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Chemosphere. 2012 Aug;88(10):1190-5. doi: 10.1016/j.chemosphere.2012.03.068. Epub 2012 Apr 20.

Influence of root-exudates concentration on pyrene degradation and soil microbial characteristics in pyrene contaminated soil.

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  • 1Center of Experiment Teaching, College of Environmental and Resource Sciences, Zhejiang University, Yu Hang Tang Road 866, Hangzhou 310058, China.


The effect of ryegrass (Lolium perenne L.) root-exudates concentration on pyrene degradation and the microbial ecological characteristics in the pyrene contaminated soil was investigated by simulating a gradually reducing concentration of root exudates with the distance away from root surface in the rhizosphere. Results showed that, after the root-exudates were added 15 d, the pyrene residue in contaminated soil responded nonlinearly in the soils with the same pyrene contaminated level as the added root-exudates concentration increased, which decreased first and increased latter with the increase of the added root-exudates concentration. The lowest pyrene concentration appeared when the root exudates concentration of 32.75 mg kg(-1) total organic carbon (TOC) was added. At the same time, changes of microbial biomass carbon (MBC, C(mic)) and microbial quotient (C(mic)/C(org)) were opposite to the trend of pyrene degradation as the added root-exudates concentration increased. Phospholipid fatty acid (PLFA) analysis revealed that bacteria was the dominating microbial community in pyrene contaminated soil, and the changing trends of pyrene degradation and bacteria number were the same. The changing trend of endoenzyme-dehydrogenase activity was in accordance with that of soil microbe, indicating which could reflect the quantitative characteristic of detoxification to pyrene by soil microbe. The changes in the soils microbial community and corresponding microbial biochemistry characteristics were the ecological mechanism influencing pyrene degradation with increasing concentration of the added root-exudates in the pyrene contaminated soil.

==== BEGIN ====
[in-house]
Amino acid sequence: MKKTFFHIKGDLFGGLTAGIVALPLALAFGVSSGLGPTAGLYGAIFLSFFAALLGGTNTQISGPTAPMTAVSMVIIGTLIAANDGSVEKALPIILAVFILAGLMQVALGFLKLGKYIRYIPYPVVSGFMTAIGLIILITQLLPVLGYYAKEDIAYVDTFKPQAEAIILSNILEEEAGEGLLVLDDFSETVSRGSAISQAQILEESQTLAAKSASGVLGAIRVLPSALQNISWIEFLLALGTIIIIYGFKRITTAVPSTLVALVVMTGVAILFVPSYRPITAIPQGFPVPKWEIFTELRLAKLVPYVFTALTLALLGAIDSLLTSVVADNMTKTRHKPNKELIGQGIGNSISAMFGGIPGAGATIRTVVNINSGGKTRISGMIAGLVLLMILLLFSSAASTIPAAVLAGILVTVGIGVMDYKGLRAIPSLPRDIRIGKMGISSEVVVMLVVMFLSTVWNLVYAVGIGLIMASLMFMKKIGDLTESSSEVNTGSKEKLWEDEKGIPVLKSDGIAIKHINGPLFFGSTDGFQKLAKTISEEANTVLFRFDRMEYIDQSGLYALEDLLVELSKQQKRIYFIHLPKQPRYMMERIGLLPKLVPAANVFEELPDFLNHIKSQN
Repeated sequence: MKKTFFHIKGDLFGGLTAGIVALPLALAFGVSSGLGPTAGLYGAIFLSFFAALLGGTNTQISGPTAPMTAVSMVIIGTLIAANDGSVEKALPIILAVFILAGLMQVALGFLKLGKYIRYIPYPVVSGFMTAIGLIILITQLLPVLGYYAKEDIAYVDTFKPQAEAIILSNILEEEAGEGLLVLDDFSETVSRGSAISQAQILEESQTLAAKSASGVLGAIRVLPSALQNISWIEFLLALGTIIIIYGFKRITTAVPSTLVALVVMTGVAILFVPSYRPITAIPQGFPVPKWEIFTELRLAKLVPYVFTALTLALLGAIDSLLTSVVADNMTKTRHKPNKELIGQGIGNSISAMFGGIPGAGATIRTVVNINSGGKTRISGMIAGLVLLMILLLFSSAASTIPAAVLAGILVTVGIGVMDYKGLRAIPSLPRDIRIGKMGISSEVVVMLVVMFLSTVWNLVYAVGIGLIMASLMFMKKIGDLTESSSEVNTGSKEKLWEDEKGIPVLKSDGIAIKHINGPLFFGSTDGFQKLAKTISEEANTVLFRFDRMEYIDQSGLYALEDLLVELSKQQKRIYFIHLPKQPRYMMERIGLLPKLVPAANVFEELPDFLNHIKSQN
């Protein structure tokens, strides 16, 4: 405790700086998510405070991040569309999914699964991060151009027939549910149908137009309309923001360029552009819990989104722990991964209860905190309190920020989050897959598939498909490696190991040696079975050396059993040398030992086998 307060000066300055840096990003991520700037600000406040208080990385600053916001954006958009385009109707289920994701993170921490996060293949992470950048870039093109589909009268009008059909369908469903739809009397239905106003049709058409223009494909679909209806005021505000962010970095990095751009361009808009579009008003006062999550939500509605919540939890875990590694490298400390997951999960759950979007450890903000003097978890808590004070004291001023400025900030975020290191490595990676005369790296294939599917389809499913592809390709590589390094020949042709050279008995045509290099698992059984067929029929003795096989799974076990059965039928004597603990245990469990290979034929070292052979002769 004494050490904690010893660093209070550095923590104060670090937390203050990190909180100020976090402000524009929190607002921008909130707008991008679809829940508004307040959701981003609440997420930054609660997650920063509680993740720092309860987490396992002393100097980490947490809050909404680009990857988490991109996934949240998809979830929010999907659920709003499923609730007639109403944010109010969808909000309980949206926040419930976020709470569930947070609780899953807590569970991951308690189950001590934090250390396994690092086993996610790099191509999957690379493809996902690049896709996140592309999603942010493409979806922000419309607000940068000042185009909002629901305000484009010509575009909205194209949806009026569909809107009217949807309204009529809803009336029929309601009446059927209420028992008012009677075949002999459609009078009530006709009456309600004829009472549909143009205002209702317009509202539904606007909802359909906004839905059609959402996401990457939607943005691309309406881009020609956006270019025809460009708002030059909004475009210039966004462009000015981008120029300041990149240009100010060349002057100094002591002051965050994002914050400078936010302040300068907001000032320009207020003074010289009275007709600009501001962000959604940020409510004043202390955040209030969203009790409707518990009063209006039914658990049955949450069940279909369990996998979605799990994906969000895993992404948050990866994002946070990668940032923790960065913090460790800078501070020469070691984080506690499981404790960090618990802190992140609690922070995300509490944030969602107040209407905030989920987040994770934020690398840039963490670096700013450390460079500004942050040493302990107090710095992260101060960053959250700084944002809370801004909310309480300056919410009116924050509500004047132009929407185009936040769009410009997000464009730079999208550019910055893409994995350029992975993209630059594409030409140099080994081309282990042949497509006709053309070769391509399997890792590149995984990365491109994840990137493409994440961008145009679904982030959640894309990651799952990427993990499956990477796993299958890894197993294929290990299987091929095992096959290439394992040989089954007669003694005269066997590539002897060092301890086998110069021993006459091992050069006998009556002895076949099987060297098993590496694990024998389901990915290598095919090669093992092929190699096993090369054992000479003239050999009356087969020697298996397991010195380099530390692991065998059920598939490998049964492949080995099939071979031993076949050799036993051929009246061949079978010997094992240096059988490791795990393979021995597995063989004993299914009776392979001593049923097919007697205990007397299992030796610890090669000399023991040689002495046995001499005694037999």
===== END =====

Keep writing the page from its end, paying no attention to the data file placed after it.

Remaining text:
Copyright © 2012 Elsevier Ltd. All rights reserved.

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